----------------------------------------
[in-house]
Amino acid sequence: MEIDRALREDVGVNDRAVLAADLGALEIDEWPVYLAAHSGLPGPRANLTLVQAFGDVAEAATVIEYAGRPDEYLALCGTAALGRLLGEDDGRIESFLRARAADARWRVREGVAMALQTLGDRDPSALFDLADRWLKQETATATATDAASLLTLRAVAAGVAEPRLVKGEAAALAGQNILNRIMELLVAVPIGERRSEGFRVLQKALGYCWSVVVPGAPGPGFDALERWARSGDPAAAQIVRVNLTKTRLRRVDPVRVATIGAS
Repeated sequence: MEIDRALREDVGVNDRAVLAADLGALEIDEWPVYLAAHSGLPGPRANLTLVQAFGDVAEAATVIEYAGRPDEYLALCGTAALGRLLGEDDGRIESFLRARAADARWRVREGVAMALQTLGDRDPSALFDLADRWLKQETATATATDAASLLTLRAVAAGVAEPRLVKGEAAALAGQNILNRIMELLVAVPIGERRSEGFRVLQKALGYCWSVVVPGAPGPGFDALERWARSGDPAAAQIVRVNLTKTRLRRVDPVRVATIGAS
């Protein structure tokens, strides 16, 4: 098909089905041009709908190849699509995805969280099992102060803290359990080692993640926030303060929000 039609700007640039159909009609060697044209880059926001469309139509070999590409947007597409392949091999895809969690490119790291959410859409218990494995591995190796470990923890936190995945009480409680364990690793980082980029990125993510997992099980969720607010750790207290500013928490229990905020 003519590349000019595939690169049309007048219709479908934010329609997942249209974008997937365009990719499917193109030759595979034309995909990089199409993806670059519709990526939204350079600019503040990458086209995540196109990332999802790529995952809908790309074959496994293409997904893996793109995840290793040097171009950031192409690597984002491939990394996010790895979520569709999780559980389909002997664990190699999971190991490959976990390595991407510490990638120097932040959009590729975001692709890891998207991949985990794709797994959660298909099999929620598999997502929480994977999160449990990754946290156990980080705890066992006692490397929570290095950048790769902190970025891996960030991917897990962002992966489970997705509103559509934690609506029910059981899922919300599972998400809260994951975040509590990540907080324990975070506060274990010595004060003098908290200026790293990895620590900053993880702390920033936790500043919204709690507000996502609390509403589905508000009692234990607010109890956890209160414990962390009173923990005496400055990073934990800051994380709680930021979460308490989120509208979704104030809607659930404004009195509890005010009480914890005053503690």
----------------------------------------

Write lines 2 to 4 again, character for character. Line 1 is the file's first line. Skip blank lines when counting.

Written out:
Amino acid sequence: MEIDRALREDVGVNDRAVLAADLGALEIDEWPVYLAAHSGLPGPRANLTLVQAFGDVAEAATVIEYAGRPDEYLALCGTAALGRLLGEDDGRIESFLRARAADARWRVREGVAMALQTLGDRDPSALFDLADRWLKQETATATATDAASLLTLRAVAAGVAEPRLVKGEAAALAGQNILNRIMELLVAVPIGERRSEGFRVLQKALGYCWSVVVPGAPGPGFDALERWARSGDPAAAQIVRVNLTKTRLRRVDPVRVATIGAS
Repeated sequence: MEIDRALREDVGVNDRAVLAADLGALEIDEWPVYLAAHSGLPGPRANLTLVQAFGDVAEAATVIEYAGRPDEYLALCGTAALGRLLGEDDGRIESFLRARAADARWRVREGVAMALQTLGDRDPSALFDLADRWLKQETATATATDAASLLTLRAVAAGVAEPRLVKGEAAALAGQNILNRIMELLVAVPIGERRSEGFRVLQKALGYCWSVVVPGAPGPGFDALERWARSGDPAAAQIVRVNLTKTRLRRVDPVRVATIGAS
């Protein structure tokens, strides 16, 4: 098909089905041009709908190849699509995805969280099992102060803290359990080692993640926030303060929000 039609700007640039159909009609060697044209880059926001469309139509070999590409947007597409392949091999895809969690490119790291959410859409218990494995591995190796470990923890936190995945009480409680364990690793980082980029990125993510997992099980969720607010750790207290500013928490229990905020 003519590349000019595939690169049309007048219709479908934010329609997942249209974008997937365009990719499917193109030759595979034309995909990089199409993806670059519709990526939204350079600019503040990458086209995540196109990332999802790529995952809908790309074959496994293409997904893996793109995840290793040097171009950031192409690597984002491939990394996010790895979520569709999780559980389909002997664990190699999971190991490959976990390595991407510490990638120097932040959009590729975001692709890891998207991949985990794709797994959660298909099999929620598999997502929480994977999160449990990754946290156990980080705890066992006692490397929570290095950048790769902190970025891996960030991917897990962002992966489970997705509103559509934690609506029910059981899922919300599972998400809260994951975040509590990540907080324990975070506060274990010595004060003098908290200026790293990895620590900053993880702390920033936790500043919204709690507000996502609390509403589905508000009692234990607010109890956890209160414990962390009173923990005496400055990073934990800051994380709680930021979460308490989120509208979704104030809607659930404004009195509890005010009480914890005053503690």